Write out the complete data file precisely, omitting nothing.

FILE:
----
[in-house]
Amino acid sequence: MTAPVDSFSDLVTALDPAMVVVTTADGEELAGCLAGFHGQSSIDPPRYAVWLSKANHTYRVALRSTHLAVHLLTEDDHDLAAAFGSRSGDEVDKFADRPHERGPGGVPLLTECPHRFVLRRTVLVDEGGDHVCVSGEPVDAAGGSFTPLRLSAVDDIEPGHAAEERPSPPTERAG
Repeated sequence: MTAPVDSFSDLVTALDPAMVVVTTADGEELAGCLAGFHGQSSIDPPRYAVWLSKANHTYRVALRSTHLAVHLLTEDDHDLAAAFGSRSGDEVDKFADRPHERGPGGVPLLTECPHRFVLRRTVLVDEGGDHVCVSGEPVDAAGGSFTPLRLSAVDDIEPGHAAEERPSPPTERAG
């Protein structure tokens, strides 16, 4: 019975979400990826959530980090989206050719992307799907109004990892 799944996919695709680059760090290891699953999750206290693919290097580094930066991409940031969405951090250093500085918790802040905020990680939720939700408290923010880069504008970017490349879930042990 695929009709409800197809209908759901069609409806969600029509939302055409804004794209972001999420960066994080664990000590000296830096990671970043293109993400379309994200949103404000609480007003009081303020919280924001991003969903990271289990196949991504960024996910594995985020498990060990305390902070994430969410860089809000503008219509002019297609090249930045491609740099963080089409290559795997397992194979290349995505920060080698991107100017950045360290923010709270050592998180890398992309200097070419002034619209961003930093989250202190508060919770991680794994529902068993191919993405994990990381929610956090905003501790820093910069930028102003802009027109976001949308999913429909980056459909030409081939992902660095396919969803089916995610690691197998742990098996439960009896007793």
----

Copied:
[in-house]
Amino acid sequence: MTAPVDSFSDLVTALDPAMVVVTTADGEELAGCLAGFHGQSSIDPPRYAVWLSKANHTYRVALRSTHLAVHLLTEDDHDLAAAFGSRSGDEVDKFADRPHERGPGGVPLLTECPHRFVLRRTVLVDEGGDHVCVSGEPVDAAGGSFTPLRLSAVDDIEPGHAAEERPSPPTERAG
Repeated sequence: MTAPVDSFSDLVTALDPAMVVVTTADGEELAGCLAGFHGQSSIDPPRYAVWLSKANHTYRVALRSTHLAVHLLTEDDHDLAAAFGSRSGDEVDKFADRPHERGPGGVPLLTECPHRFVLRRTVLVDEGGDHVCVSGEPVDAAGGSFTPLRLSAVDDIEPGHAAEERPSPPTERAG
């Protein structure tokens, strides 16, 4: 019975979400990826959530980090989206050719992307799907109004990892 799944996919695709680059760090290891699953999750206290693919290097580094930066991409940031969405951090250093500085918790802040905020990680939720939700408290923010880069504008970017490349879930042990 695929009709409800197809209908759901069609409806969600029509939302055409804004794209972001999420960066994080664990000590000296830096990671970043293109993400379309994200949103404000609480007003009081303020919280924001991003969903990271289990196949991504960024996910594995985020498990060990305390902070994430969410860089809000503008219509002019297609090249930045491609740099963080089409290559795997397992194979290349995505920060080698991107100017950045360290923010709270050592998180890398992309200097070419002034619209961003930093989250202190508060919770991680794994529902068993191919993405994990990381929610956090905003501790820093910069930028102003802009027109976001949308999913429909980056459909030409081939992902660095396919969803089916995610690691197998742990098996439960009896007793």